Mary Beth Franklin

Retirement 2.0blog

Mary Beth Franklin - also known as the 'client whisperer' - on what your clients really want when they talk about retirement.

How long must clients be married to collect Social Security on each other? It depends

Rules differ for those currently married, widows/widowers and the divorced

Nov 27, 2013 @ 11:17 am

By Mary Beth Franklin

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Sometimes I spend so much time focusing on the complicated details of Social Security claiming strategies for married couples that it's easy to overlook the basic rules. A reader e-mailed me the other day with a simple question: How long does one need to be married to qualify for Social Security benefits?

It's a great question, but the answer is anything but simple. As with so many aspects of Social Security rules, the answer is: It depends. The rules governing minimum length of marriage to qualify for Social Security benefits differ depending on the type of benefits in question: spousal, survivor or divorced spouse.

I'd like to thank William “BJ” Jarrett of the Social Security Administration's national press office for supplying me with the details of these various rules.

SPOUSE

For a Social Security spouse's benefit, a spouse must be legally married to the worker at the time the application is filed and for at least one continuous year immediately before the day of the application. The application actually can be filed before the first anniversary of the marriage as long as the anniversary occurs prior to processing.

Same-sex couples who are legally married and reside in one of the 16 states or the District of Columbia that recognizes their marriage now are entitled to the same Social Security benefits as traditional married couples.

There is an exception to the one-year duration requirement: if the spouse and the worker are the natural parents of a minor child. Both the child and the caregiving parent are entitled to benefits equal to one-half of the worker's benefit, subject to a family maximum amount that ranges from 150% to 180% of the worker's benefit. The worker's benefit is not affected by the family maximum restrictions.

A caregiving parent is subject to annual earnings cap restrictions. For 2013, the parent would forfeit $1 in benefits for every $2 earned over $15,120. A caregiving parent's benefits stop when the child turns 16. Spousal benefits can resume when the individual reaches 62.

SURVIVOR

For a Social Security survivor's benefit, a widow or widower must have been married to the deceased worker at the time of his or her death and for at least nine months immediately prior to the day in which the worker died, unless one of the exceptions is met.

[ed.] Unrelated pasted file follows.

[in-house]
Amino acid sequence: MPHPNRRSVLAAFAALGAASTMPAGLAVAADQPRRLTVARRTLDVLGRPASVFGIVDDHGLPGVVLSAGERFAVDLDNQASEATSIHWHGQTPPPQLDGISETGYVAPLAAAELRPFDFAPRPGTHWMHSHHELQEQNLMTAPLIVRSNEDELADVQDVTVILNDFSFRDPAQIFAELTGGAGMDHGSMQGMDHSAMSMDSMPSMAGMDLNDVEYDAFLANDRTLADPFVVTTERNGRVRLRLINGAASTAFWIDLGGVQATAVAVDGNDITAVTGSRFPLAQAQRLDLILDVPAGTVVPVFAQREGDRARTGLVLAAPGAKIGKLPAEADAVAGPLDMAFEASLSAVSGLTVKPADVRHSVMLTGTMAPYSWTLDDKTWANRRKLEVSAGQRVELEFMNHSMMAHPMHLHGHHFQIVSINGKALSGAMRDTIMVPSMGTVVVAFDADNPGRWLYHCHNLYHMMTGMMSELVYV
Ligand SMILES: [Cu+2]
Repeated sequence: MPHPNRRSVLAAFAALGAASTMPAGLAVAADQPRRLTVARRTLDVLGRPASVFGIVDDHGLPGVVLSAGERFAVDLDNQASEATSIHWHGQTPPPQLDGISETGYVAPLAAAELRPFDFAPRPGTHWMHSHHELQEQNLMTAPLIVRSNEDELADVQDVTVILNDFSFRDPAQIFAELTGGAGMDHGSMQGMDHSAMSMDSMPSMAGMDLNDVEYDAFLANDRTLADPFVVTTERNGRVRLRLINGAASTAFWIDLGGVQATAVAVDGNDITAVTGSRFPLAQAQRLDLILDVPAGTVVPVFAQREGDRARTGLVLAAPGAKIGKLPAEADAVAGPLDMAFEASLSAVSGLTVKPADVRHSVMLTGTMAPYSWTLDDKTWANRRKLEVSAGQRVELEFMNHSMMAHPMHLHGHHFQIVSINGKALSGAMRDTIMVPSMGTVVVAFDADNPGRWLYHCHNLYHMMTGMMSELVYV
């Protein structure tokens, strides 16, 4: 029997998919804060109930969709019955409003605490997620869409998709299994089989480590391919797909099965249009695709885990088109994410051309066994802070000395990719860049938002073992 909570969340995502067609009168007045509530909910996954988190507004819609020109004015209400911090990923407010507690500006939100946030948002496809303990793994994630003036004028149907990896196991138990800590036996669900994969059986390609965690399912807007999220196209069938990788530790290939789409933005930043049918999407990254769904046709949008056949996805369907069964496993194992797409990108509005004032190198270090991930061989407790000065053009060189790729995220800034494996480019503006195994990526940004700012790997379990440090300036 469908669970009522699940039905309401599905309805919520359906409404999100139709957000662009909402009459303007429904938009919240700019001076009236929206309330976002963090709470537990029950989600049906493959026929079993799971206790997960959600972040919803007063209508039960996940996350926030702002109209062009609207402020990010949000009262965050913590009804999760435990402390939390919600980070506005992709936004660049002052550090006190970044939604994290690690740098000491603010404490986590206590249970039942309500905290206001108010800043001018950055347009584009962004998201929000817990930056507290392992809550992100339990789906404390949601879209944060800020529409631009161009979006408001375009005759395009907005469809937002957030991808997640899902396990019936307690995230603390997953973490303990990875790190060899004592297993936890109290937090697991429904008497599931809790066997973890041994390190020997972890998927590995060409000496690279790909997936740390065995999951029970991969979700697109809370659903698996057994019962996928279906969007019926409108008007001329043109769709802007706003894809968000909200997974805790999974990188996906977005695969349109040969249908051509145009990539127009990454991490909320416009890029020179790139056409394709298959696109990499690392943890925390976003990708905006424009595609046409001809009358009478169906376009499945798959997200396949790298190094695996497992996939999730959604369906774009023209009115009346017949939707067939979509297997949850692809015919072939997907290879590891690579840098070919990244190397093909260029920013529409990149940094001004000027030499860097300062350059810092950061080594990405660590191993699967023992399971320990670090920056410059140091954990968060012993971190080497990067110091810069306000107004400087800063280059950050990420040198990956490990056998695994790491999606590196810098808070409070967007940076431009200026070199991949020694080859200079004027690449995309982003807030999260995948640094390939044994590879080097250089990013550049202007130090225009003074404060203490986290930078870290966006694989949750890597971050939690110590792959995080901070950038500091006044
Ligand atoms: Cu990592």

Some of the exceptions include the worker's death was accidental or the worker's death occurred in the line of duty as an actively serving member of a uniformed service.

DIVORCED

If you are divorced, but your marriage lasted 10 years or longer, you can receive benefits on your ex-spouse's record, even if he or she has remarried, as long as you are unmarried and are 62 or older.

In addition, if your ex-spouse has not applied for retirement benefits but can qualify for them, you can receive benefits on his or her record if you have been divorced for at least two years.

As a divorced spouse, your benefit is equal to one-half of your ex-spouse's full retirement age amount or disability benefit if you start receiving benefits at your full retirement age. You can collect spousal benefits on your ex as early as 62, but those benefits will be worth just 35% of the ex-spouse's benefit amount.

If you claim Social Security benefits before your full retirement age, you will receive the largest benefit to which you are entitled — whether it is based on your own work record, your ex-spouse's or a combination of the two.

But if you wait until your full retirement age — currently 66 — to claim benefits, you can file a restricted claim for spousal benefits only and allow your own benefits to accrue delayed retirement credits worth 8% per year up until 70.

If you remarry, you generally cannot collect benefits on your former spouse's record unless your later marriage ends, whether by death, divorce or annulment.

If your ex-spouse dies, you could get benefits just the same as a widow or widower, provided your marriage lasted 10 years or more — even if your ex had remarried. Your benefits would not affect the benefits of his or her surviving spouse.

And if you remarry after 60, the remarriage will not affect your eligibility for survivor benefits as an ex-spouse.

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